Category: Mystic groups and systems
The Greek Mysteries were like all the other Mysteries, the means by which an Initiate – a candidate - gained direct experience of the spiritual world and thus became an Adept. The word Mysteries derives from the Greek mysterion (usually as the plural mysteria μυστήρια), in this context meaning "secret rite or doctrine". An individual who followed such a "Mystery" was a mystes, "one who is being initiated", from myein "to close, shut", a reference to secrecy (closure of "the eyes and mouth")in that all initiates were sworn to a vow of secrecy both during and after their initiation.
The Greek Mysteries, like their Egyptian counterparts combined schools, in which the symbol systems were taught as well as the concepts and fundamentals of what was known of the spiritual world; with buildings in which the ceremony of initiation was carried out. Both these ceremonies and the information taught in the schools were closed to the uninitiated and kept secret from the general public.
Fundamentally the different Mysteries in Greece were similar in principle, with common symbol system and concepts, but used very different practises to obtain spiritual experience. The Dionysian Mysteries, for example, were very heavily based on the various sexual techniques. There are two Mysteries described in more detail on the site
But there were other Greek Mystery centres each using slightly different methods of achieving experience – sensory deprivation, music, smoke inhalation and so on. All seemed to share a ‘descent into the underworld’, meaning a rebirth process, triggered usually by being shut up in an enclosed space suffering sensory deprivation for at least 3 days and nights. Often the site itself had some influence on which techniques were used, as if there were caves, these could be used, and any telluric hot spot could also be exploited. Other centres included:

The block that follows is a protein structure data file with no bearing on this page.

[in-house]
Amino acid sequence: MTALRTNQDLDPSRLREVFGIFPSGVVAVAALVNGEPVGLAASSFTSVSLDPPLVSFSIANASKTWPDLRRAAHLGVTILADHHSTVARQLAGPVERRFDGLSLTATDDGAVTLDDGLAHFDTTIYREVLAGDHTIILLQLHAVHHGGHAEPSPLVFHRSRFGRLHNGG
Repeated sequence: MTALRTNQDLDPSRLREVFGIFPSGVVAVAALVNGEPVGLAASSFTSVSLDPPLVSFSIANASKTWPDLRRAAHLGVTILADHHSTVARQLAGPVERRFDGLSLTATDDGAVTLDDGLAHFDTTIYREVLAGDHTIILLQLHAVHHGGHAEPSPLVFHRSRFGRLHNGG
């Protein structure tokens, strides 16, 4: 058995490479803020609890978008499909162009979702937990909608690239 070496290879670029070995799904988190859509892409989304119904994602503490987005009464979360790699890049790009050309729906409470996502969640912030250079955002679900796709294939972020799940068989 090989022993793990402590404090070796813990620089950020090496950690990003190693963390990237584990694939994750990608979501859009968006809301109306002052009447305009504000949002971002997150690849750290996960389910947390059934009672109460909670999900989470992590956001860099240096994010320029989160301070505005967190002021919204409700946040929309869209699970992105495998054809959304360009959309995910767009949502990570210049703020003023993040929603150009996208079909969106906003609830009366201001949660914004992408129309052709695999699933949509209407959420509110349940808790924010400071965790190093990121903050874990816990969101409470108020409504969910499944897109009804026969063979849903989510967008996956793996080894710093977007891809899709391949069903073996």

- The Samothracian Mysteries - celebrated throughout Ancient Greece and as renowned as the Eleusinian Mysteries. Numerous famous people were initiates, including Herodotus, the Spartan leader Lysander, and numerous Athenians. The temple complex is mentioned by Plato and Aristophanes.
- The Orphic Mysteries – there are links with Orpheus, whose cult it was, and the Celts. The Celts spread a considerable distance into the rest of Europe from North to South and Orpheus is said to have been one of them – even to the point of being described as a ‘druid’. He was said to have helped found the Mysteries of Dionysus
- The Isis Mysteries - Isis is a goddess from the Egyptian Mysteries but this subset of the Egyptian Mysteries spread through the Greek world too. It is important here to emphasise the common understanding implicit in each of these Mysteries. The beliefs were common and shared, it was the techniques, the language in which they were taught, the location and the links with the religions which differed.
Up until the Christian era, the Mysteries were part of a three tier system. ‘Religion’ aimed to impart basic moral teaching and guidance to people unsuited to the other two branches, [the majority of the population]. The philosophers – who could also be Adepts in the Mysteries - aimed to analyse what was known spiritually – they were seekers after wisdom [philo=seeker, Sophia=wisdom], wisdom being acquired from spiritual experience as opposed to book learning. Although the tripod has alternative symbolic meanings, it was also sometimes symbolically used as a symbol of this trinity of necessary parts in any society.
All the Greek mystery religions of Late Antiquity were persecuted by the Christian Roman Empire from the 4th century. But the torch was transferrred to new groups acting secretly and using symbols - the alchemists, the Rosicruceans. There is only one spiritual world and the same longing to experience it before you die - the search for transcendence existed in every era - including our own.
The mystery schools offered a niche for the preservation of ancient religious ritual …. The Eleusian Mysteries, for example, persisted for more than a millennium, more likely close to two millennia, during which period the ritual of public religion changed significantly, from the religions of the Bronze to Early Iron Age to Hellenistic civilization and again to the Roman era, while the ritual performances of the mysteries remained unchanged.
There is only one spiritual world.
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